April 26, 2013
Spring Cleaning and the Process of Creation
I'm getting rid of old papers. I have a scanner coming tomorrow, but I went ahead and brought a box in today so I could start organizing, and I realized there's a lot of stuff in that box that I can just throw out. No scanning needed. It's exactly the box I had in mind when I thought about getting a scanner and getting rid of boxes of heavy papers in the garage: my thesis box. Unless there are two, which is entirely possible. I was thinking of the box that has all the papers I collected back when we printed out and marked up papers. Several of these papers would be hard to find online, so I don't want to just toss them. But the box I brought in this morning is the one with printed drafts of my thesis. The drafts that I printed to copy for binding, the drafts that I gave to my committee for feedback, and drafts of the the resulting paper that we published in Journal of Geophysical Research, with my co-authors edits and with mine.
I feel mixed about throwing them away. I could scan them, of course, but I'm not sure that it's worth it. Okay, I'm pretty sure it's *not* worth it. But there's something about seeing the process. We see a paper, or a book, and it's all neat and tidy, and looks like it was laid down as is, and that no one ever really touched it. For novels, the characters created it. For scientific papers, the text came out of some computer. But, of course, that's not the case.
I see my scribbles—sometimes taking up more space than the actual type—and see the thought processes, the hashing out, the decisions of inclusion and elimination, the decisions with both words and content, and I think that somehow this must be worth something. I realize it's only worth something to me. And even then, not very much. More than anything, it's worth this reflection. I look at these pieces of paper like a young child looks at its poop in the toilet, in that stage where they don't want you to flush it. Because its theirs. They made that. I feel this way about just about anything I've every scribbled. It's so very hard to throw it away. Because I made that glorious piece of shit.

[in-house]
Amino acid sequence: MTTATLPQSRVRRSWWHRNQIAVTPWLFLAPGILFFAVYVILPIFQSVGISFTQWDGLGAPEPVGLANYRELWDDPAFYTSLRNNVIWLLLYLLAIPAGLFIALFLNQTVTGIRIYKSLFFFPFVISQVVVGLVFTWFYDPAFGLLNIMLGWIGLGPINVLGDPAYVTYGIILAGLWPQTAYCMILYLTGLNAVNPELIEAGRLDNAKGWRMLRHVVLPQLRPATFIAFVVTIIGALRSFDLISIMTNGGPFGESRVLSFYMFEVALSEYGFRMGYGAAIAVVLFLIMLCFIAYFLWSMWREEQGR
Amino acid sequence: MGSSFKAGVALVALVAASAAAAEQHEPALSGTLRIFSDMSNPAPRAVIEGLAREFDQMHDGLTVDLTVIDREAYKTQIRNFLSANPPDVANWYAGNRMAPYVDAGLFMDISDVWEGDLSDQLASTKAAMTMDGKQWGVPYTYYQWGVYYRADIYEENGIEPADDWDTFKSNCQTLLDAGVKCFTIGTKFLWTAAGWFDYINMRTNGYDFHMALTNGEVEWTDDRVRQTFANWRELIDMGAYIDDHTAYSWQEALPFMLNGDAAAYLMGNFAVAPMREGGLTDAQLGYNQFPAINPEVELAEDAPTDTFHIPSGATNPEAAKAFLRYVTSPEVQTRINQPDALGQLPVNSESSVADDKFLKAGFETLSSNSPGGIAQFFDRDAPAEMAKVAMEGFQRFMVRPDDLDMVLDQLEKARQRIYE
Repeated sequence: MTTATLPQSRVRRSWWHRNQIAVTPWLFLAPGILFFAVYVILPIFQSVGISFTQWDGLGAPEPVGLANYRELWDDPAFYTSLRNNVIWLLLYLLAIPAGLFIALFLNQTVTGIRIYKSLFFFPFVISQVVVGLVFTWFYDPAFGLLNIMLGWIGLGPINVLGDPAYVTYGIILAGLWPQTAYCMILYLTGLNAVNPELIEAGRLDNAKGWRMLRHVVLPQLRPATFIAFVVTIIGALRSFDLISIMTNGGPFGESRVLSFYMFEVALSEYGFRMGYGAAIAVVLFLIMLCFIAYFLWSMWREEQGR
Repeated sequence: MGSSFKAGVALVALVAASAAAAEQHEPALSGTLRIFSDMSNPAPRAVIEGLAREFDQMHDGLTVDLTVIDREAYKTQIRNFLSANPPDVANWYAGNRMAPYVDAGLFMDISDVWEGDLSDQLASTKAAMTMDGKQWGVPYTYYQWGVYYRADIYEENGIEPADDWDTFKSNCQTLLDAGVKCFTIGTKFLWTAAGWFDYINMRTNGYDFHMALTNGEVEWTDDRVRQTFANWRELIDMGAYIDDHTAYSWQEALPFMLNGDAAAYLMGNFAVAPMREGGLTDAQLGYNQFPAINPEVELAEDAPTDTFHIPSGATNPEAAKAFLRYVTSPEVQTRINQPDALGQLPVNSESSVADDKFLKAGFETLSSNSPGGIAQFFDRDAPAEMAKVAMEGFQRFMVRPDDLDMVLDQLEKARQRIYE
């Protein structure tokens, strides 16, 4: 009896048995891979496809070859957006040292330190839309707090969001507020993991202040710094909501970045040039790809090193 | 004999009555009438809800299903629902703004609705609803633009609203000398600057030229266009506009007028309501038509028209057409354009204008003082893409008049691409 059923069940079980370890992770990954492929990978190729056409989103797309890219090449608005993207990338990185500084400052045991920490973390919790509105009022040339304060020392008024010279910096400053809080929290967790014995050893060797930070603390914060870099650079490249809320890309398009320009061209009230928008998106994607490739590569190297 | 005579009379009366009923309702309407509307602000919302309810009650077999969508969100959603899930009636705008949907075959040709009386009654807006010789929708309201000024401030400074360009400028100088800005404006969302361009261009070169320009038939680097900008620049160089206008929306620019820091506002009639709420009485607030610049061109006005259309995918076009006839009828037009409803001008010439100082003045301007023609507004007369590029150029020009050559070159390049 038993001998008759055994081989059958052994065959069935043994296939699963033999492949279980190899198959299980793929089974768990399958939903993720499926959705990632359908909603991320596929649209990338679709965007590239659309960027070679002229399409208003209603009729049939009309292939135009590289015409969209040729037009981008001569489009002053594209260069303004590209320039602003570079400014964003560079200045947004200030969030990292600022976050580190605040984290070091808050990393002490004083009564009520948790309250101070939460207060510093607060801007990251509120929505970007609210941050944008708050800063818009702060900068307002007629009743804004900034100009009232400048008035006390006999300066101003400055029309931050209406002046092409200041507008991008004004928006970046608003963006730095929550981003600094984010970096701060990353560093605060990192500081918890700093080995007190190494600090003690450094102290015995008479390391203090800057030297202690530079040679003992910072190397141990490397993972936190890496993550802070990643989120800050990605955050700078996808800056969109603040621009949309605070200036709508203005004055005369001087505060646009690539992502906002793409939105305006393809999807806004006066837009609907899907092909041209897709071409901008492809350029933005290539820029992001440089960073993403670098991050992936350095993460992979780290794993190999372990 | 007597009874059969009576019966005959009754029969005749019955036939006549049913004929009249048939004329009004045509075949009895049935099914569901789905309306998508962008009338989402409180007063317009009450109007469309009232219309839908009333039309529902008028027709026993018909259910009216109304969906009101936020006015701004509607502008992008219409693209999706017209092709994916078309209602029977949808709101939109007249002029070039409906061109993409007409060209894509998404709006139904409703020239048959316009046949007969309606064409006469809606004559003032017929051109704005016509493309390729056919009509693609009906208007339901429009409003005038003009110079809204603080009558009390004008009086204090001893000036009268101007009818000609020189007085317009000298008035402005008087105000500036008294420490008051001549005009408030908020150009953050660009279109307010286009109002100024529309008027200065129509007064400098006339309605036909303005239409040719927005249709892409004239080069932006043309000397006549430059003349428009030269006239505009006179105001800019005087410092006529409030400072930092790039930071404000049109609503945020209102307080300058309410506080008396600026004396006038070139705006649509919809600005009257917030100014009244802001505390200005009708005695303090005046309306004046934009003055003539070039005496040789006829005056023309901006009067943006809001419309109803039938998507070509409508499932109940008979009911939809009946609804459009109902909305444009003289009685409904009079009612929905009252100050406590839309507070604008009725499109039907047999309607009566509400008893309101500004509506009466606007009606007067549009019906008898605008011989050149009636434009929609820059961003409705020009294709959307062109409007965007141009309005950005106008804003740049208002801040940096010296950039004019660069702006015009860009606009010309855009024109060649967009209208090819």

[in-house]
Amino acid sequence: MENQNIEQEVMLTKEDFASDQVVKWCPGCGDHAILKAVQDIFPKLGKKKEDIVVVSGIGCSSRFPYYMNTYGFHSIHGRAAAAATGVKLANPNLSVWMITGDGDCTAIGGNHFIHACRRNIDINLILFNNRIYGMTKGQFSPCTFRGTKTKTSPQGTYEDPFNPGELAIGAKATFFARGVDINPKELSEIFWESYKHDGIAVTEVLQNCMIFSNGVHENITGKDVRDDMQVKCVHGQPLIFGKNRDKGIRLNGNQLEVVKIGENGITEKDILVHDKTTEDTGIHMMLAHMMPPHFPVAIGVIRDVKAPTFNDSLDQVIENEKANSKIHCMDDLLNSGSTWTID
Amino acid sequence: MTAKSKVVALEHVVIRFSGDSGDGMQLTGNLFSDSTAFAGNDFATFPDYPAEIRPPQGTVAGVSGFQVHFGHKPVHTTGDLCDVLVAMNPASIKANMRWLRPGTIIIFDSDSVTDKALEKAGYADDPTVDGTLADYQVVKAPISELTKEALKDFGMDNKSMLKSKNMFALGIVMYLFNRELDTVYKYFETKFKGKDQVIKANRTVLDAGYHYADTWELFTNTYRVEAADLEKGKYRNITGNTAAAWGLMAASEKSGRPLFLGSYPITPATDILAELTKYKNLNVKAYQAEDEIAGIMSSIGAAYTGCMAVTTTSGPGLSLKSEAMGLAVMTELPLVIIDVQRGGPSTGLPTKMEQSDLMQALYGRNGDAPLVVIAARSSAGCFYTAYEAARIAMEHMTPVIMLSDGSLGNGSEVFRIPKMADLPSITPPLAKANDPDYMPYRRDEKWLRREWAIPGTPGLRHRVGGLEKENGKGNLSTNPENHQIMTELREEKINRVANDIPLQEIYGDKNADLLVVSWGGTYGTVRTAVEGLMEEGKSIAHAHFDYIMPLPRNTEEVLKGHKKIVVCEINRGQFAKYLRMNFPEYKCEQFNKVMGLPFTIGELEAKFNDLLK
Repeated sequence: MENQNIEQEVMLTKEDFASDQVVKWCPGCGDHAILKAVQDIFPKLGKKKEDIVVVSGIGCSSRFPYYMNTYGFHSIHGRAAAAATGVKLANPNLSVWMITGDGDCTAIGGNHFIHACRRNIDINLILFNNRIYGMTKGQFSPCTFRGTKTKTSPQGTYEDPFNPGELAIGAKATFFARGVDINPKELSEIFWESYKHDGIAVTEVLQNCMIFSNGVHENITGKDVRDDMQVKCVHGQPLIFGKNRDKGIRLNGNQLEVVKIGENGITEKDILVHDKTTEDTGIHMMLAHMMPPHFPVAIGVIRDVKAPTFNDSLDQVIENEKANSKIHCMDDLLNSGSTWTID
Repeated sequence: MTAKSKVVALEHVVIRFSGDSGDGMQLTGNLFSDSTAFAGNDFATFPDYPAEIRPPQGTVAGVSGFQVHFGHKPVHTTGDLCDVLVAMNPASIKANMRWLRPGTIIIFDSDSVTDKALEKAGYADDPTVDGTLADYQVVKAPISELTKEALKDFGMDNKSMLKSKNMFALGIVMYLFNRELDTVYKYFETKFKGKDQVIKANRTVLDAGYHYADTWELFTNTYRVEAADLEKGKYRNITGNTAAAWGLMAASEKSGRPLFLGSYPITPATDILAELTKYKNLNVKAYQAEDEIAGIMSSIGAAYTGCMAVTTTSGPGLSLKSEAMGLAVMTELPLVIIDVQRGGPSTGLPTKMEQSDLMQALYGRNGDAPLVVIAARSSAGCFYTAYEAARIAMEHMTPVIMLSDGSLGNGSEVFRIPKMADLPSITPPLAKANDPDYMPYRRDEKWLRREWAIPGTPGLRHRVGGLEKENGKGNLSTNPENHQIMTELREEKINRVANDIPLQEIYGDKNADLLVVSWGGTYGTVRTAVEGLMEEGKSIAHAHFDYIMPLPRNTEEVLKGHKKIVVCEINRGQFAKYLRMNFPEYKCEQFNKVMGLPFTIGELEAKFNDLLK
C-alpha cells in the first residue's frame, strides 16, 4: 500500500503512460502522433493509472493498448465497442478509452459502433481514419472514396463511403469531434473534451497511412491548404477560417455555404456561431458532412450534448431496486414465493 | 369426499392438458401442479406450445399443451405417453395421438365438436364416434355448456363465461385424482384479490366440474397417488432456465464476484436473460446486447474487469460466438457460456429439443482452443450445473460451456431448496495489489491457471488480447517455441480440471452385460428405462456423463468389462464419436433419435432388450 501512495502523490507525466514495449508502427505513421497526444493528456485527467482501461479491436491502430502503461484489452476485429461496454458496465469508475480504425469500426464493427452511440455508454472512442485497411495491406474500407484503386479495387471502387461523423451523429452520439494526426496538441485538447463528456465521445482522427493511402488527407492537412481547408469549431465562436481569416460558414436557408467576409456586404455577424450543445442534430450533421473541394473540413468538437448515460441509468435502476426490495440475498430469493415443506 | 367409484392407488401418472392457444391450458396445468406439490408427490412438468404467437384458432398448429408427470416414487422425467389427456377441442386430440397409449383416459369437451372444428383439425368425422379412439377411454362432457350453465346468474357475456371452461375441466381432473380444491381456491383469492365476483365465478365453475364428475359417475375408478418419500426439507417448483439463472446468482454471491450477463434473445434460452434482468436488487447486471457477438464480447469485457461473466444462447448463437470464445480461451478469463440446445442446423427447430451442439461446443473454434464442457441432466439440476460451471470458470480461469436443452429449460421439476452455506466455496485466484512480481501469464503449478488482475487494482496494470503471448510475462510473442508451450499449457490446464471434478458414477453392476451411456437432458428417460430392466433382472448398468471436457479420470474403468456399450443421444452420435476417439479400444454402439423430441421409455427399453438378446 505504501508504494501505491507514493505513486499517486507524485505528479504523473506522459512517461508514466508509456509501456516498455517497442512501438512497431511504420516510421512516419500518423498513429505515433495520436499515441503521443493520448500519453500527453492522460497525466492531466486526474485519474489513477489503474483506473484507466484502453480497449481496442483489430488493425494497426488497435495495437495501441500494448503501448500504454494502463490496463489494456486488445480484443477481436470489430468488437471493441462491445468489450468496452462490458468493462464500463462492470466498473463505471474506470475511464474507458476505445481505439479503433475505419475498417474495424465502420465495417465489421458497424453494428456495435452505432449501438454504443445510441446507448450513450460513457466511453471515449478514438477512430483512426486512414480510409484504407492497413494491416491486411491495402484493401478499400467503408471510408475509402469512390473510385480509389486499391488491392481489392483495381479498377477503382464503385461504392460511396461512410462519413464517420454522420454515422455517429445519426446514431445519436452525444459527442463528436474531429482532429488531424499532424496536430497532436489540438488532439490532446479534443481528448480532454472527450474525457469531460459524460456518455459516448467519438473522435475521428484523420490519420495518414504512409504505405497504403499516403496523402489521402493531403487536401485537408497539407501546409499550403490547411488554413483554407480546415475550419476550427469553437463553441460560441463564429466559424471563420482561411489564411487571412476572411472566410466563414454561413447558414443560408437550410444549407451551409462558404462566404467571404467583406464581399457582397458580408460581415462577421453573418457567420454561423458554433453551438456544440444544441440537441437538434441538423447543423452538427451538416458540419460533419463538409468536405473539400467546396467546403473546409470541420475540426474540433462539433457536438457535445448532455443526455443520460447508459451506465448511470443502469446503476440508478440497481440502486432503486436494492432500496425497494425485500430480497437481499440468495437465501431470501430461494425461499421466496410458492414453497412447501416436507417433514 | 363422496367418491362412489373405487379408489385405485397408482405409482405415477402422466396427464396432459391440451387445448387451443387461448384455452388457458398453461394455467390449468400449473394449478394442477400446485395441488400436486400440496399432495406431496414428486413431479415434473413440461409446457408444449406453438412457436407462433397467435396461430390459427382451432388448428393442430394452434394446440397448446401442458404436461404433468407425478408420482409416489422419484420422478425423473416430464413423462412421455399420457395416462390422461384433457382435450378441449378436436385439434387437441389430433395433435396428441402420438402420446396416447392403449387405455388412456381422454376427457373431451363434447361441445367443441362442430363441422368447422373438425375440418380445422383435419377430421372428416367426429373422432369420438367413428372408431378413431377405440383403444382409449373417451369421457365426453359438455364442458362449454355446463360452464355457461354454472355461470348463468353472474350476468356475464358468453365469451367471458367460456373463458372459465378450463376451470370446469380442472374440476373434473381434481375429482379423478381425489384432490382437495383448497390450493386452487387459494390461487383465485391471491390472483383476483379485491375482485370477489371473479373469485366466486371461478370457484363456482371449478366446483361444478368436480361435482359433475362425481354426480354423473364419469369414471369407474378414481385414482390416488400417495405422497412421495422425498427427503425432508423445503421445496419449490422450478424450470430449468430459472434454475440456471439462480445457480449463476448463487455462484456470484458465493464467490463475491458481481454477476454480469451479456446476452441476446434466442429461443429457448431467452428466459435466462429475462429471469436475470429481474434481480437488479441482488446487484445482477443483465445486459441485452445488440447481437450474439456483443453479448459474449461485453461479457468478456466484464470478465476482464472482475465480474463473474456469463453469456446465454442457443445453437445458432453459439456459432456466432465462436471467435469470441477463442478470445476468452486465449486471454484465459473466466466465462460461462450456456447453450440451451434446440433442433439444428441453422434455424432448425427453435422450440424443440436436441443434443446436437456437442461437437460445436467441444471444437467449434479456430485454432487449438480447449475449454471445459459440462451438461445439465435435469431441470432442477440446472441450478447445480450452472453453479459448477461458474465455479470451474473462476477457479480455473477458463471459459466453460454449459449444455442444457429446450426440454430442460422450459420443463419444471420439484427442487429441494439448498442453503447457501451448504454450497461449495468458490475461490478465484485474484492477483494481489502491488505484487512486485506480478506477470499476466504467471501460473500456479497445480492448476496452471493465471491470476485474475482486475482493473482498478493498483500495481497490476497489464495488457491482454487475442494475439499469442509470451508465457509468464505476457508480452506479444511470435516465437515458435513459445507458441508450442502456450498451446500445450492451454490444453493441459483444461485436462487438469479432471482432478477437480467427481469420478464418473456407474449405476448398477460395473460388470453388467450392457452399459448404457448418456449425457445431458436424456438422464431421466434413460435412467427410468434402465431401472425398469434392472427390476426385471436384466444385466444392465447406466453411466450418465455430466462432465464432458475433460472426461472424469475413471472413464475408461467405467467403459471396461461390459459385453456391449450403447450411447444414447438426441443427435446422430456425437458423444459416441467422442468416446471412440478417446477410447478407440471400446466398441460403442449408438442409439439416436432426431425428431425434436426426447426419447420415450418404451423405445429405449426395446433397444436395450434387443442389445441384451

I suppose this is the life of a pack rat. Pieces of poop in boxes. At least now, we can store those pieces of poop online, as a consolation. Not tactile, but at least still there, in the ether. It's not the same, but it's actually more accessible than being in the garage. I just wonder this: What happens to our cyber-trash when we pass on? Does someone go through that shit? Isn't that even more tedious and difficult than going through someone's boxes? What about all those brilliant novels and poems that get published by a proud and grieving mom posthumously? Are they now just thrown out with the hard drive? And what about the cloud? Does it just grow and grow?
Perhaps someday we will have an algorithm to recognize those brilliant works of prose (and whatever other media) and pull them from cyberspace to the (virtual) desktop.
In the meantime, I'm considering the picture here enough to represent my dazzling poop from my master's research process, and recycling the rest.